In a world overcome with war, where only 12 countries are described as 
having high levels of peace, women and children suffer most.

In the last 20 years the number of people forcibly displaced globally, mostly from long periods of conflict such as the war in Syria, has doubled to 65.5 million.

That is roughly the equivalent of every person living in the United Kingdom, with its population estimated around the 66 million mark last year.

Of the 65.5 million displaced people in 2016, up from 33.9 million in 1997, according to NGO Doctors without Borders, women and children are estimated to make up 32 million. Many of them spent International Women’s Day, on Thursday, still on the move.

The NGO launched Because I’m a Woman, a website highlighting the challenges and threats displaced women and girls face, this week.

*Salma, one of the women whose story is told by the project, fled with her children and brother-in-law from Syria to Jordan.

“I noticed my youngest boy, he had witnessed the conflicts in Syria. He was about 5 years old. He was affected too by the sound of airplanes, bombs and firearms,” she said.

“I noticed my older children were able to handle it better but he started showing new tendencies. He became stressed. Whenever I spoke to him he lashed out.”

Half the Syrian population has been forcibly displaced, but back home things have gone from bad to worse. This week in eastern Ghouta, home to just under 400 000 people, the death toll had risen to more than 800 since February 18 as President Bashar al-Assad’s forces, supported by Russian airstrikes, launched attacks.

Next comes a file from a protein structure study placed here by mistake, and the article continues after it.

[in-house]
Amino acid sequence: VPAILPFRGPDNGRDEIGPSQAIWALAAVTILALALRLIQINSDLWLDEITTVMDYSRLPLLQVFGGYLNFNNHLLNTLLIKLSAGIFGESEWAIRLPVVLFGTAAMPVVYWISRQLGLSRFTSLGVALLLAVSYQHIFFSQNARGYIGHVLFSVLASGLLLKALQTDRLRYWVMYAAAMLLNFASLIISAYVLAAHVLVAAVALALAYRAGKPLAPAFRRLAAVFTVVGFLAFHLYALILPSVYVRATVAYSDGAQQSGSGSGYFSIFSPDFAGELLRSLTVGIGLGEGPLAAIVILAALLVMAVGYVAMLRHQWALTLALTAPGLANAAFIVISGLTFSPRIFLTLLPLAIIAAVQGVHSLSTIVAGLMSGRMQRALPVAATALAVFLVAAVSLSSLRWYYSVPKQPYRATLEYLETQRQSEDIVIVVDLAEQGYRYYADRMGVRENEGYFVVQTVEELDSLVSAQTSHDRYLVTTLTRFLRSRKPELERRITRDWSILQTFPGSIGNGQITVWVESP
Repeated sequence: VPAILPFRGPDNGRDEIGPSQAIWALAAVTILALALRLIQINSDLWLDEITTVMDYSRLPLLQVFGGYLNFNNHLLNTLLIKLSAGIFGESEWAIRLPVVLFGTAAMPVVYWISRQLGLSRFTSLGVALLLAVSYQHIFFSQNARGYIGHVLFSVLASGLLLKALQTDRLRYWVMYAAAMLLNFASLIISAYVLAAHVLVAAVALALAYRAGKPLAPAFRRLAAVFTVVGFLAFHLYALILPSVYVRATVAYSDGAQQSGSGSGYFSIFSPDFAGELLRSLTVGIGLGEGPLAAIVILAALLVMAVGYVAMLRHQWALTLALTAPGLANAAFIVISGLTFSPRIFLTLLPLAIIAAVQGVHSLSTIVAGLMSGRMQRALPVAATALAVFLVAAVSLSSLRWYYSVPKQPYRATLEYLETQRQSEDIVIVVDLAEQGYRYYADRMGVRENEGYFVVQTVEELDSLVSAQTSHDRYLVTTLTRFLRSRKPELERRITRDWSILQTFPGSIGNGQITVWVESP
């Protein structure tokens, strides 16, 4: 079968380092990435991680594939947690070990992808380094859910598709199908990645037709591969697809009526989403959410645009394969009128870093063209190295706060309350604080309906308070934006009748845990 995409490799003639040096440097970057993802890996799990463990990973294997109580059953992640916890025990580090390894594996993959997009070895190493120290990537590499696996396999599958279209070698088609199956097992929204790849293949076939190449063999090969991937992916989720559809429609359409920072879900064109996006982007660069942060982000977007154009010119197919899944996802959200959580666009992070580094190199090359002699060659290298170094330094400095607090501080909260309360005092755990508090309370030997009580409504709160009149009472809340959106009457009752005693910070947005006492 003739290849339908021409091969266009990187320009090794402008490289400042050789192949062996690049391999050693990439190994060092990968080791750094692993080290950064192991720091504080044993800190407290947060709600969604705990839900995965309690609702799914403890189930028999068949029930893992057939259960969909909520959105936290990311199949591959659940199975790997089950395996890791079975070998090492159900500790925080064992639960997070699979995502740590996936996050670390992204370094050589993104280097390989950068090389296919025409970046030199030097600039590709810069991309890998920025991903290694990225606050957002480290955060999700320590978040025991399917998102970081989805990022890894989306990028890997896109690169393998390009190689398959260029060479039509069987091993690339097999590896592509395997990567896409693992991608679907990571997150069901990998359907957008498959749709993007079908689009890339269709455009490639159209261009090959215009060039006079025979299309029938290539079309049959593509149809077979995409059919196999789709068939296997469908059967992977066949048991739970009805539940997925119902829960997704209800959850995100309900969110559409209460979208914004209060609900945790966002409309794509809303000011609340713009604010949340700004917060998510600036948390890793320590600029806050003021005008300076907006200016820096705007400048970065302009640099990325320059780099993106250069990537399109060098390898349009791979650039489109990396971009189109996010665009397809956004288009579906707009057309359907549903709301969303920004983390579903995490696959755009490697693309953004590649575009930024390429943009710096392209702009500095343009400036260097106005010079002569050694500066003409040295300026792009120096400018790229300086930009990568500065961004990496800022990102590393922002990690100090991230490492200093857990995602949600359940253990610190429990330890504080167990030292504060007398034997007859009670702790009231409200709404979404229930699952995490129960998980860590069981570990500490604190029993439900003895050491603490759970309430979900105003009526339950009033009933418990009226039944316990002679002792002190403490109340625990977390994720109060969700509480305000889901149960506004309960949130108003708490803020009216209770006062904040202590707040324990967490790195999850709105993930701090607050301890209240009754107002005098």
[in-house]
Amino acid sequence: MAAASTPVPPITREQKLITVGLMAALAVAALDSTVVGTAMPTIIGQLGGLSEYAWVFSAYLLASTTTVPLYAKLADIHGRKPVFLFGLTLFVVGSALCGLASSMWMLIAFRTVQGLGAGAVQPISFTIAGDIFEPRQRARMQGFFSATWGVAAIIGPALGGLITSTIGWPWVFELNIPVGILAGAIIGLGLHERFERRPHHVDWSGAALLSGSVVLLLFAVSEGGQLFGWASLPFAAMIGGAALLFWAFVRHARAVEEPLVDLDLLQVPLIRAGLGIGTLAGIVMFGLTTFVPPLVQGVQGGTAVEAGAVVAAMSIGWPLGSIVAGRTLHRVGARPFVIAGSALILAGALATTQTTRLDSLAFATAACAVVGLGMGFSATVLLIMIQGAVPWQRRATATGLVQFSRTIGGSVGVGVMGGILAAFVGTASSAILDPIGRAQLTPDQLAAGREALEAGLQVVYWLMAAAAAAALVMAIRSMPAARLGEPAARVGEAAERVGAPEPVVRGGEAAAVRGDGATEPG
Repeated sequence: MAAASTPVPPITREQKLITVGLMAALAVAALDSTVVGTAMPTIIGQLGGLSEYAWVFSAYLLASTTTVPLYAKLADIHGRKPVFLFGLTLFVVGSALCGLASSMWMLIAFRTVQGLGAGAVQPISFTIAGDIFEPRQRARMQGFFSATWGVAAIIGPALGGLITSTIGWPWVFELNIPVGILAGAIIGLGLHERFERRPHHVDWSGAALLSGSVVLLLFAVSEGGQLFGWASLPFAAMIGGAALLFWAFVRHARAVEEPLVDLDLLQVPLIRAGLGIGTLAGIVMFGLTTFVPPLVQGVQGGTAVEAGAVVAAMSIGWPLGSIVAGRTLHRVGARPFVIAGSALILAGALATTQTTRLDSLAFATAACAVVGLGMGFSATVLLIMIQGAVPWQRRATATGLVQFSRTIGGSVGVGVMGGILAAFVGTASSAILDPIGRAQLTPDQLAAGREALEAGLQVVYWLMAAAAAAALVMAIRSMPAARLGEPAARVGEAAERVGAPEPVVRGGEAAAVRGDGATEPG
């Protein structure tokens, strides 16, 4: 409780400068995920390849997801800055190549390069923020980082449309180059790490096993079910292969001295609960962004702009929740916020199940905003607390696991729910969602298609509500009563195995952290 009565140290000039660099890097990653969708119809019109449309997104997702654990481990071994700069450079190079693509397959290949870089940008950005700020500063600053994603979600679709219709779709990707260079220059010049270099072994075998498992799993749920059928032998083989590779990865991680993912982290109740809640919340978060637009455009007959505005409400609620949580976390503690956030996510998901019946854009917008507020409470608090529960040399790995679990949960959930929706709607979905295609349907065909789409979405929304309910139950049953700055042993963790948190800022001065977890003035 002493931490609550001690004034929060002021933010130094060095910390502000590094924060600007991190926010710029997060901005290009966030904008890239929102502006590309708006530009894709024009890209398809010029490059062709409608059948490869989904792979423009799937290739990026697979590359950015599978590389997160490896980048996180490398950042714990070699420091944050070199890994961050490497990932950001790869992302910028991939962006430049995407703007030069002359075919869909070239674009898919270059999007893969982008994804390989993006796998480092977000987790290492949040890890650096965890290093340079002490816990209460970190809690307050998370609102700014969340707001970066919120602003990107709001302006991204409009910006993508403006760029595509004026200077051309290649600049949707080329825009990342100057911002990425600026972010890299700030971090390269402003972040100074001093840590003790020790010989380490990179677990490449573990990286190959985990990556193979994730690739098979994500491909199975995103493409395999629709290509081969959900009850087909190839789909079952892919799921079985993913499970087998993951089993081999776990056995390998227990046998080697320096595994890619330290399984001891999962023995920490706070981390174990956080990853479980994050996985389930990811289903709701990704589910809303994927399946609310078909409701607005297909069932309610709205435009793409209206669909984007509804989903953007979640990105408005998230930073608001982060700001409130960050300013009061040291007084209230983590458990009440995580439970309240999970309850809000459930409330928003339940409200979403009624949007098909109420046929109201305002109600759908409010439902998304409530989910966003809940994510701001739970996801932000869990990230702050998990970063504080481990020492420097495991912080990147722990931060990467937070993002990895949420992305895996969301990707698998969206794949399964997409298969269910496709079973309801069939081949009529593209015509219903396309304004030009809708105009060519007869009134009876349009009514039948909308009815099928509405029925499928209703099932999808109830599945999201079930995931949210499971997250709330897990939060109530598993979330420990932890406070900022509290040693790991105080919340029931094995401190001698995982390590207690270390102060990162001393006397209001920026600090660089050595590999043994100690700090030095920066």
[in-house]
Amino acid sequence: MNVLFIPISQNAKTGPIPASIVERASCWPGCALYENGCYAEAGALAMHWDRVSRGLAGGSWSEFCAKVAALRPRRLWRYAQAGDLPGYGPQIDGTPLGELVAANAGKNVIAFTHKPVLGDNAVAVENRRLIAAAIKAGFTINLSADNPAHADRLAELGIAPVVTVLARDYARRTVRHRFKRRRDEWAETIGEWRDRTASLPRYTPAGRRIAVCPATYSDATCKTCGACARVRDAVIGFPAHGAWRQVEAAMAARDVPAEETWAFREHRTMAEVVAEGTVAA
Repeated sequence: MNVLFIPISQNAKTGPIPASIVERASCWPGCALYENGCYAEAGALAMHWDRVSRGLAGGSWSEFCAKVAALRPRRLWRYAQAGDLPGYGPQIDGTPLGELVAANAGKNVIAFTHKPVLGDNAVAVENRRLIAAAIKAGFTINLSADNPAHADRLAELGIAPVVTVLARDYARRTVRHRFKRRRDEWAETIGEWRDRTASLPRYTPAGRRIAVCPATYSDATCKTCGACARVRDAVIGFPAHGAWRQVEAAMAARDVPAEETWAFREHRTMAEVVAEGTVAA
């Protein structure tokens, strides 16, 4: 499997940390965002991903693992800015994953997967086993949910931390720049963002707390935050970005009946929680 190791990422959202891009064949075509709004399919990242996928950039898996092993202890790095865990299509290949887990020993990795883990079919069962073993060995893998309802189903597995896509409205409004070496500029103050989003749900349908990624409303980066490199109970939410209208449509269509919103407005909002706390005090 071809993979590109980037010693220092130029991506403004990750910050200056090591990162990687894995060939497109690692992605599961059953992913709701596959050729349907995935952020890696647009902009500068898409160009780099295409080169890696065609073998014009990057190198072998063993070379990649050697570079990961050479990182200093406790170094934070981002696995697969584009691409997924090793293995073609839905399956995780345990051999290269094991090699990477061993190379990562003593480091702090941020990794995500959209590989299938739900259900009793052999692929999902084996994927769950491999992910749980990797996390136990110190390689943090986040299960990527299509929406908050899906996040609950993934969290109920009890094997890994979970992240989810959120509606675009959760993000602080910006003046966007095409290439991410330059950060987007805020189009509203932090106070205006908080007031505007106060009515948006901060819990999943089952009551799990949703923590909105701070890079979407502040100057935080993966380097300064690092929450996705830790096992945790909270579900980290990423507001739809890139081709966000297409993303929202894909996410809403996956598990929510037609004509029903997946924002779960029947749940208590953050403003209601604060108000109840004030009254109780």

To the uninformed eye there is little correlation between women displaced from war-torn Syria and the abandoned night-time streets of the neighbourhoods of South Africa’s major cities.

But a closer look at South Africa’s crime statistics, which reveal that violent crime, and murder particularly, continues to grow, points to a country at war with itself.

High levels of violence put both South Africa and Syria, though they are every different, in line with the global trend of perpetual conflict.

Only 12 countries last year bucked the trend and were found to have very high levels of peace, according to the Global Peace Index, produced by the Institute for Economics and Peace.

Last year it found that the world had become slightly more peaceful compared with 2016, with peacefulness increasing marginally by 0.28%. But in the last decade global peacefulness declined 2.14%.

Iceland, New Zealand, Portugal, Austria, Denmark, Czech Republic, Slovenia, Canada, Switzerland, Ireland, Japan, Australia were the 12 countries ranked as having very high levels of peace.

South Africa ranked at 123 of the the 163 countries assessed in the index. Syria was placed at the bottom of the index as the most violent country, as spot it held the previous year too.

Last year 93 countries had improved levels of peacefulness, while 63 saw peace deteriorate, meaning the gap between the most and least peaceful countries grew.

Though peace is difficult to define, the index measures it by the absence of violence or the fear of violence, called negative peace, in a country, relative to attitudes, institutions and structures which create and sustain peace, known as positive peace.

The economic cost of violence accounts for 37% of the GDP in the ten least peaceful countries on the index, compared with only 3% in the ten most peaceful.

But the emotional and mental strain is more difficult to account for.

Salma and her son were able to access psychological help through Doctors Without Borders.

* names have been changed to protect the participants.


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